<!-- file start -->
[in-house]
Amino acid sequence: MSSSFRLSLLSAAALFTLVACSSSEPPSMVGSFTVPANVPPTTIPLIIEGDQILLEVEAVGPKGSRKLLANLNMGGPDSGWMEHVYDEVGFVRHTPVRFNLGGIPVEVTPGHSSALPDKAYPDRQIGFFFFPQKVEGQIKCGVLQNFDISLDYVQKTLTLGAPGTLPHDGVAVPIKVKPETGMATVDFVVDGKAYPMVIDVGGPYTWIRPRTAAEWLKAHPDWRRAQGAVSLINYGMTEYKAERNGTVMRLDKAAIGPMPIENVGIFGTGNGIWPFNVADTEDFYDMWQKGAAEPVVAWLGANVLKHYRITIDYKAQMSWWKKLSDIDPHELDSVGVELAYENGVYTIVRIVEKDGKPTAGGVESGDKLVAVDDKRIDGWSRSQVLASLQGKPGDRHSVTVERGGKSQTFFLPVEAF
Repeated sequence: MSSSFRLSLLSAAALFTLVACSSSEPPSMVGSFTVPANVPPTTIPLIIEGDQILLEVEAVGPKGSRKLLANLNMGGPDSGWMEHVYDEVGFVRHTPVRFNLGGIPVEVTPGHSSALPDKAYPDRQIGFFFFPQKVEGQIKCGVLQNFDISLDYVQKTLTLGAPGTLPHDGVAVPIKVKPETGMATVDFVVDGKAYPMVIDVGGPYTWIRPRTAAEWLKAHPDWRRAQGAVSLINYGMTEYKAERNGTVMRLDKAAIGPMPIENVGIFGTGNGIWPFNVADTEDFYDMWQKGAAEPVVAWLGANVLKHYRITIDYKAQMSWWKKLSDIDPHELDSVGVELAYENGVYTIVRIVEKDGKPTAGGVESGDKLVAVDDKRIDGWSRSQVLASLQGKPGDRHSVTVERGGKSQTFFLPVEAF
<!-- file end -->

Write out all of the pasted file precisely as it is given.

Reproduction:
[in-house]
Amino acid sequence: MSSSFRLSLLSAAALFTLVACSSSEPPSMVGSFTVPANVPPTTIPLIIEGDQILLEVEAVGPKGSRKLLANLNMGGPDSGWMEHVYDEVGFVRHTPVRFNLGGIPVEVTPGHSSALPDKAYPDRQIGFFFFPQKVEGQIKCGVLQNFDISLDYVQKTLTLGAPGTLPHDGVAVPIKVKPETGMATVDFVVDGKAYPMVIDVGGPYTWIRPRTAAEWLKAHPDWRRAQGAVSLINYGMTEYKAERNGTVMRLDKAAIGPMPIENVGIFGTGNGIWPFNVADTEDFYDMWQKGAAEPVVAWLGANVLKHYRITIDYKAQMSWWKKLSDIDPHELDSVGVELAYENGVYTIVRIVEKDGKPTAGGVESGDKLVAVDDKRIDGWSRSQVLASLQGKPGDRHSVTVERGGKSQTFFLPVEAF
Repeated sequence: MSSSFRLSLLSAAALFTLVACSSSEPPSMVGSFTVPANVPPTTIPLIIEGDQILLEVEAVGPKGSRKLLANLNMGGPDSGWMEHVYDEVGFVRHTPVRFNLGGIPVEVTPGHSSALPDKAYPDRQIGFFFFPQKVEGQIKCGVLQNFDISLDYVQKTLTLGAPGTLPHDGVAVPIKVKPETGMATVDFVVDGKAYPMVIDVGGPYTWIRPRTAAEWLKAHPDWRRAQGAVSLINYGMTEYKAERNGTVMRLDKAAIGPMPIENVGIFGTGNGIWPFNVADTEDFYDMWQKGAAEPVVAWLGANVLKHYRITIDYKAQMSWWKKLSDIDPHELDSVGVELAYENGVYTIVRIVEKDGKPTAGGVESGDKLVAVDDKRIDGWSRSQVLASLQGKPGDRHSVTVERGGKSQTFFLPVEAF